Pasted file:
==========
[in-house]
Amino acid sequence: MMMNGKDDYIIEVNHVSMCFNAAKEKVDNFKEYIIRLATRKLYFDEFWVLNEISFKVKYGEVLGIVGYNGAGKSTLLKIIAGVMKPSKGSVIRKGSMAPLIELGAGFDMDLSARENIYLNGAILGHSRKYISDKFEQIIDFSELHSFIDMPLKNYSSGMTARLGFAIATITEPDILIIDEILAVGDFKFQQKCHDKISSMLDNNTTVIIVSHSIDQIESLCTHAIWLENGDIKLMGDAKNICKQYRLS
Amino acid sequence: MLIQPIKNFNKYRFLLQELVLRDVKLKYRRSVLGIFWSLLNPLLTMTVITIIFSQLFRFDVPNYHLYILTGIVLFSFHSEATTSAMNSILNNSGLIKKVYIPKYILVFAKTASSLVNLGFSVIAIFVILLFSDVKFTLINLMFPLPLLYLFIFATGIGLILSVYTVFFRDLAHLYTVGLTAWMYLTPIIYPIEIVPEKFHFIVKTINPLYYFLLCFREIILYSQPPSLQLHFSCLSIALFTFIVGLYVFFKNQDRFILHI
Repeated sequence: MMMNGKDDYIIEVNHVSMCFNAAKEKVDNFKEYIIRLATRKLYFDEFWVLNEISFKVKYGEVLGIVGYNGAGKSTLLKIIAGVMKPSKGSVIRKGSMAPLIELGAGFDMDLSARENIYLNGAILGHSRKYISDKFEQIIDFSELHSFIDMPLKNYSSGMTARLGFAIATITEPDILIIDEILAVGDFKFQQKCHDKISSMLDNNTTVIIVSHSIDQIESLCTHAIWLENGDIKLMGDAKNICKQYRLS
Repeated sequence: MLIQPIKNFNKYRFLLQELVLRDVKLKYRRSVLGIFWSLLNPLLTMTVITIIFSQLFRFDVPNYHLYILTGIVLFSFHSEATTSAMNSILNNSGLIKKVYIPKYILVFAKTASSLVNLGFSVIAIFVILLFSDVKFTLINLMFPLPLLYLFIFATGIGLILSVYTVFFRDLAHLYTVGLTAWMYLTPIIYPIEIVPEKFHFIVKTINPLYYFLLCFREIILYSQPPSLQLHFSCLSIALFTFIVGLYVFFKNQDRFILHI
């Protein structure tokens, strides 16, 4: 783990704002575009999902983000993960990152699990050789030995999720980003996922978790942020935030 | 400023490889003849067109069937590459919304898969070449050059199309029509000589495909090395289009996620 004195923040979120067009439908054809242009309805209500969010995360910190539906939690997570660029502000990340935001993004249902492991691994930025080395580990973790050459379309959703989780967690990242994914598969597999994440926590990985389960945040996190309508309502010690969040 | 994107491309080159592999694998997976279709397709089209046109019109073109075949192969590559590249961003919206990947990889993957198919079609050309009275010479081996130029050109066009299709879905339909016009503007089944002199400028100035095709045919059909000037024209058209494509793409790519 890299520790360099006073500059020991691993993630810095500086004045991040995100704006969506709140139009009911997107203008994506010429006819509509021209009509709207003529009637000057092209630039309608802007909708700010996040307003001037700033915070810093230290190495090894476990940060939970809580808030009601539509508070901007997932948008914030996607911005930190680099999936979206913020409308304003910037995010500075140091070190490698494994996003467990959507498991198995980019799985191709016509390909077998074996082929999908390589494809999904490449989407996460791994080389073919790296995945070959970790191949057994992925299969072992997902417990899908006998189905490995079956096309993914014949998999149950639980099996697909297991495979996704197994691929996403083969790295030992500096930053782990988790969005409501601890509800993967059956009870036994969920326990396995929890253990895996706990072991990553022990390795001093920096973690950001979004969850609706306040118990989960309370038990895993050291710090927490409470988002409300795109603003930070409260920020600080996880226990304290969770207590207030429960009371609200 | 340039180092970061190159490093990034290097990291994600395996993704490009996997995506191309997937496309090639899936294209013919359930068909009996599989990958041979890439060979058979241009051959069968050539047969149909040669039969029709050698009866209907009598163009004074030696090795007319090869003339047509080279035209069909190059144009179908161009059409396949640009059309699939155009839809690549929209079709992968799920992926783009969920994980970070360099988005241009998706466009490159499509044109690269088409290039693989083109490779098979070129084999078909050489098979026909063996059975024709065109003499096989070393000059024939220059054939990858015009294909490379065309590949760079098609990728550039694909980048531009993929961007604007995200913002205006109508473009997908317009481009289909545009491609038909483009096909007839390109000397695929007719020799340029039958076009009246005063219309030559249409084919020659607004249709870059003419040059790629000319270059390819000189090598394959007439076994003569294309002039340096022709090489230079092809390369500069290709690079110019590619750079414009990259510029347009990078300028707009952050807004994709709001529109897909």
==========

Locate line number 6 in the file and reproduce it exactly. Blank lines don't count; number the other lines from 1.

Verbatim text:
């Protein structure tokens, strides 16, 4: 783990704002575009999902983000993960990152699990050789030995999720980003996922978790942020935030 | 400023490889003849067109069937590459919304898969070449050059199309029509000589495909090395289009996620 004195923040979120067009439908054809242009309805209500969010995360910190539906939690997570660029502000990340935001993004249902492991691994930025080395580990973790050459379309959703989780967690990242994914598969597999994440926590990985389960945040996190309508309502010690969040 | 994107491309080159592999694998997976279709397709089209046109019109073109075949192969590559590249961003919206990947990889993957198919079609050309009275010479081996130029050109066009299709879905339909016009503007089944002199400028100035095709045919059909000037024209058209494509793409790519 890299520790360099006073500059020991691993993630810095500086004045991040995100704006969506709140139009009911997107203008994506010429006819509509021209009509709207003529009637000057092209630039309608802007909708700010996040307003001037700033915070810093230290190495090894476990940060939970809580808030009601539509508070901007997932948008914030996607911005930190680099999936979206913020409308304003910037995010500075140091070190490698494994996003467990959507498991198995980019799985191709016509390909077998074996082929999908390589494809999904490449989407996460791994080389073919790296995945070959970790191949057994992925299969072992997902417990899908006998189905490995079956096309993914014949998999149950639980099996697909297991495979996704197994691929996403083969790295030992500096930053782990988790969005409501601890509800993967059956009870036994969920326990396995929890253990895996706990072991990553022990390795001093920096973690950001979004969850609706306040118990989960309370038990895993050291710090927490409470988002409300795109603003930070409260920020600080996880226990304290969770207590207030429960009371609200 | 340039180092970061190159490093990034290097990291994600395996993704490009996997995506191309997937496309090639899936294209013919359930068909009996599989990958041979890439060979058979241009051959069968050539047969149909040669039969029709050698009866209907009598163009004074030696090795007319090869003339047509080279035209069909190059144009179908161009059409396949640009059309699939155009839809690549929209079709992968799920992926783009969920994980970070360099988005241009998706466009490159499509044109690269088409290039693989083109490779098979070129084999078909050489098979026909063996059975024709065109003499096989070393000059024939220059054939990858015009294909490379065309590949760079098609990728550039694909980048531009993929961007604007995200913002205006109508473009997908317009481009289909545009491609038909483009096909007839390109000397695929007719020799340029039958076009009246005063219309030559249409084919020659607004249709870059003419040059790629000319270059390819000189090598394959007439076994003569294309002039340096022709090489230079092809390369500069290709690079110019590619750079414009990259510029347009990078300028707009952050807004994709709001529109897909």